Alan Jackson was only two albums into what would become a legendary career when he received one of the most important career honors in country music. On June 7, 1991, Jackson was inducted into the Grand Ole Opry, just over a year after making his debut on the hallowed stage.

Jackson helped usher in a wave of new traditionalists in 1990 with the release of his debut album, Here in the Real World. The album spawned a string of hits including the title track, "Wanted," "Chasin' That Neon Rainbow" and "I'd Love You All Over Again."

He made his Opry debut on March 3, 1990, just days after the album's release on Feb. 27. Jackson — whose previous day job had involved delivering mail to the Opry — had always dreamed of playing at the country music institution, and he performed "Here in the Real World" during his debut.

Why Alan Jackson Is Country's Last Outlaw

Jackson's run of hits and genuine country approach soon made it clear he was an artist with a true commitment to traditional country values and a long career ahead. He released his second album, Don't Rock the Jukebox, on May 14, 1991, and just weeks later, Roy Acuff and Randy Travis were on hand to induct him into the Opry.

“The ultimate dream when you’re in country music is to be asked to join the Grand Ole Opry," Jackson reflects. “You think about people like Hank Williams, and Mr. Acuff, and George Jones, who stood on that spot of wood. That’s what makes you so nervous — to think about the historical part of the Opry and how it’s played such a part in country music.”

Sterling Whitaker is a Senior Writer and Senior Editor for Taste of Country. He focuses on celebrity real estate, as well as coverage of Yellowstone and related shows like 1883 and 1923. He's interviewed cast members including Cole Hauser, Kelly Reilly, Sam Elliott and Harrison Ford, and Whitaker is also known for his in-depth interviews with country legends including Don Henley, Rodney Crowell, Trace Adkins, Ronnie Milsap, Ricky Skaggs and more.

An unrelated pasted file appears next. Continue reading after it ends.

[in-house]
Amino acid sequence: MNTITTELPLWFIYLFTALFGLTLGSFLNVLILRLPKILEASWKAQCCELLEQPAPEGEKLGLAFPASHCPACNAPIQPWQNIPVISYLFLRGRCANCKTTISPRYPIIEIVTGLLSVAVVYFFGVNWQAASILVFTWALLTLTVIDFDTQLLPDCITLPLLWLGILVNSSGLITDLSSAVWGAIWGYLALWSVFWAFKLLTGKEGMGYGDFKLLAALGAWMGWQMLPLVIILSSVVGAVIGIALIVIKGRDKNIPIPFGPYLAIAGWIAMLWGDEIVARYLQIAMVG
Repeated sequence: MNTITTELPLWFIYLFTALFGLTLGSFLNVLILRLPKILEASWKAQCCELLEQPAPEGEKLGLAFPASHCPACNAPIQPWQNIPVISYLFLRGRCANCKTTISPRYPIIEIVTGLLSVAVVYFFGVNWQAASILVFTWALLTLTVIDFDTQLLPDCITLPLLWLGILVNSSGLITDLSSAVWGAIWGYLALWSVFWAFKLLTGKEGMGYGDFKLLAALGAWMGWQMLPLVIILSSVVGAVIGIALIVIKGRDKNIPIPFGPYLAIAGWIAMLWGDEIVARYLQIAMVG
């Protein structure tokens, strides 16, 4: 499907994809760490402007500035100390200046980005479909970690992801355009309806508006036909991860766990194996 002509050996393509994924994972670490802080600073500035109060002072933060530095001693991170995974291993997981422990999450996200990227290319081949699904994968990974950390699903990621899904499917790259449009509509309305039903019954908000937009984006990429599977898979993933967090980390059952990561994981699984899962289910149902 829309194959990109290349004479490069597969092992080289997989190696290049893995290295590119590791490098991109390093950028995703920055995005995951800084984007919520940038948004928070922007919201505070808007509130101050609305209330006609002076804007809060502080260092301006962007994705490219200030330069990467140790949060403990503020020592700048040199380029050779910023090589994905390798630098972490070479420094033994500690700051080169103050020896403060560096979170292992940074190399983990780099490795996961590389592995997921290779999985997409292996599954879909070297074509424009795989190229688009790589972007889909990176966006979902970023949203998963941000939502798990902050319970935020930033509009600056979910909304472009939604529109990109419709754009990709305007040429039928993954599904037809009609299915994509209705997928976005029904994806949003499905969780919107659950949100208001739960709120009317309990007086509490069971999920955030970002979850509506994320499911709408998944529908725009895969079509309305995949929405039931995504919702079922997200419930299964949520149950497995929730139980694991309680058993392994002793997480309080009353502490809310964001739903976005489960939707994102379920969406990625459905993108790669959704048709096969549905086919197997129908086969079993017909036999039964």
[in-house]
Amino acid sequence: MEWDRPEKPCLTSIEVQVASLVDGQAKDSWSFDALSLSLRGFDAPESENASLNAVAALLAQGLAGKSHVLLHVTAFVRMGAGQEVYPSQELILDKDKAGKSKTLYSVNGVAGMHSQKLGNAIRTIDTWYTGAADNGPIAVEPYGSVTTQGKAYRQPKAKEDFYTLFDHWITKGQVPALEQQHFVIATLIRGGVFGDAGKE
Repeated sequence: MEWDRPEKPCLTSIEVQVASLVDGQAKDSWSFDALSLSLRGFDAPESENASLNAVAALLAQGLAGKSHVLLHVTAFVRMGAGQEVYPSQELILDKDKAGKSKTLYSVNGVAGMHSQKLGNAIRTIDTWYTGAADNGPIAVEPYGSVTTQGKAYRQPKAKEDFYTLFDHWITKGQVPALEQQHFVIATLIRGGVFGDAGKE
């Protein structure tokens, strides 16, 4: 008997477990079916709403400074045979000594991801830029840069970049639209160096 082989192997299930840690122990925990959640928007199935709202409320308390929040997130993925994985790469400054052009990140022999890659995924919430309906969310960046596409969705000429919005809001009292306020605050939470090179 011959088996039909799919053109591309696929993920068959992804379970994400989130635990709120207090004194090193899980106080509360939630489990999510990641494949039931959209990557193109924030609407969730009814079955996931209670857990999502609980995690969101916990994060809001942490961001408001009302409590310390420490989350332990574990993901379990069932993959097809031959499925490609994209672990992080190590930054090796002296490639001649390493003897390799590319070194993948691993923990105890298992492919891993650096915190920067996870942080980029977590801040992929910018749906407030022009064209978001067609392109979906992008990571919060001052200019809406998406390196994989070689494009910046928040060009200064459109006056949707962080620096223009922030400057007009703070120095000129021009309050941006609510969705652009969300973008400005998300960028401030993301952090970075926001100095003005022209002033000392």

PICTURES: See Inside Alan Jackson's Massive Southern Manor Home

Alan Jackson's former 18,622-square-foot plantation-style estate sits on 135 acres in Franklin, Tenn., an affluent rural suburb outside of Nashville. The staggering residence includes formal dining and living rooms, a home office with maple floors, a spacious family room with 22 ft. ceilings, a gourmet kitchen with an adjoining breakfast room and a glass-enclosed porch on the first floor. There are four bedroom suites on the second floor, along with an exercise room and nanny quarters. The third floor has a game room, home theater and a custom pub. The property sold for $28 million in 2010, making it one of the largest sales of a private residence in Nashville.

Gallery Credit: Sterling Whitaker

PICTURES: See Inside Alan Jackson's Spectacular Hilltop Estate

After selling their spectacular Southern manor home in 2010, Alan Jackson and his wife moved to to what might be an even more impressive mansion, if that's even possible. Their 5-bedroom, 8-bathroom, 22,012-square-foot estate in the same Nashville suburb of Franklin features bedrooms that are all well-appointed suites, while the formal dining and living areas are finished off with splendid arched doorways, oversized windows and elaborate woodwork. The residence also includes a bar, a media room and multiple indoor and outdoor fireplaces. It sold for $19 million in March of 2021.

Gallery Credit: Sterling Whitaker

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